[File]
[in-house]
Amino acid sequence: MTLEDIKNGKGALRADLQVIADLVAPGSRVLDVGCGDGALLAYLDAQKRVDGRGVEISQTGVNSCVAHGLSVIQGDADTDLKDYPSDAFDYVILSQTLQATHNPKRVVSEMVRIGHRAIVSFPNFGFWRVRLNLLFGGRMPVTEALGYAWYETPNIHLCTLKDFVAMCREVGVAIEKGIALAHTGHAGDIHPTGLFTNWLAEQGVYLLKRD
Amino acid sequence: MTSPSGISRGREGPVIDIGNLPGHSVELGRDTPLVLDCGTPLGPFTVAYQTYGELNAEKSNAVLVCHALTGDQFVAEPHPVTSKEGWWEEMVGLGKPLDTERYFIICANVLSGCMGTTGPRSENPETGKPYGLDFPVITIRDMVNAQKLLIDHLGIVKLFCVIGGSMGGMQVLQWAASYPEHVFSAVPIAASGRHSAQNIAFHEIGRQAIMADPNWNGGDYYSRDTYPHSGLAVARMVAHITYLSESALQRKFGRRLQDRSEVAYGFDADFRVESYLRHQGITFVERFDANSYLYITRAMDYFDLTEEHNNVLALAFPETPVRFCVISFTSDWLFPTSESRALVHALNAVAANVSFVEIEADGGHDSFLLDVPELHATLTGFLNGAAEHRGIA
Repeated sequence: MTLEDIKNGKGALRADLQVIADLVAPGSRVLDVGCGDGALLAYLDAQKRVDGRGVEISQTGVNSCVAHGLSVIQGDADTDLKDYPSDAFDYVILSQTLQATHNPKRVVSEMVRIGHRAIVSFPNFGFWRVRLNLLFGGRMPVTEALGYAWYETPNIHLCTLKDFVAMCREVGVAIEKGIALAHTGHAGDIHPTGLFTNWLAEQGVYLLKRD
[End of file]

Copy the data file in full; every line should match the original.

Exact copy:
[in-house]
Amino acid sequence: MTLEDIKNGKGALRADLQVIADLVAPGSRVLDVGCGDGALLAYLDAQKRVDGRGVEISQTGVNSCVAHGLSVIQGDADTDLKDYPSDAFDYVILSQTLQATHNPKRVVSEMVRIGHRAIVSFPNFGFWRVRLNLLFGGRMPVTEALGYAWYETPNIHLCTLKDFVAMCREVGVAIEKGIALAHTGHAGDIHPTGLFTNWLAEQGVYLLKRD
Amino acid sequence: MTSPSGISRGREGPVIDIGNLPGHSVELGRDTPLVLDCGTPLGPFTVAYQTYGELNAEKSNAVLVCHALTGDQFVAEPHPVTSKEGWWEEMVGLGKPLDTERYFIICANVLSGCMGTTGPRSENPETGKPYGLDFPVITIRDMVNAQKLLIDHLGIVKLFCVIGGSMGGMQVLQWAASYPEHVFSAVPIAASGRHSAQNIAFHEIGRQAIMADPNWNGGDYYSRDTYPHSGLAVARMVAHITYLSESALQRKFGRRLQDRSEVAYGFDADFRVESYLRHQGITFVERFDANSYLYITRAMDYFDLTEEHNNVLALAFPETPVRFCVISFTSDWLFPTSESRALVHALNAVAANVSFVEIEADGGHDSFLLDVPELHATLTGFLNGAAEHRGIA
Repeated sequence: MTLEDIKNGKGALRADLQVIADLVAPGSRVLDVGCGDGALLAYLDAQKRVDGRGVEISQTGVNSCVAHGLSVIQGDADTDLKDYPSDAFDYVILSQTLQATHNPKRVVSEMVRIGHRAIVSFPNFGFWRVRLNLLFGGRMPVTEALGYAWYETPNIHLCTLKDFVAMCREVGVAIEKGIALAHTGHAGDIHPTGLFTNWLAEQGVYLLKRD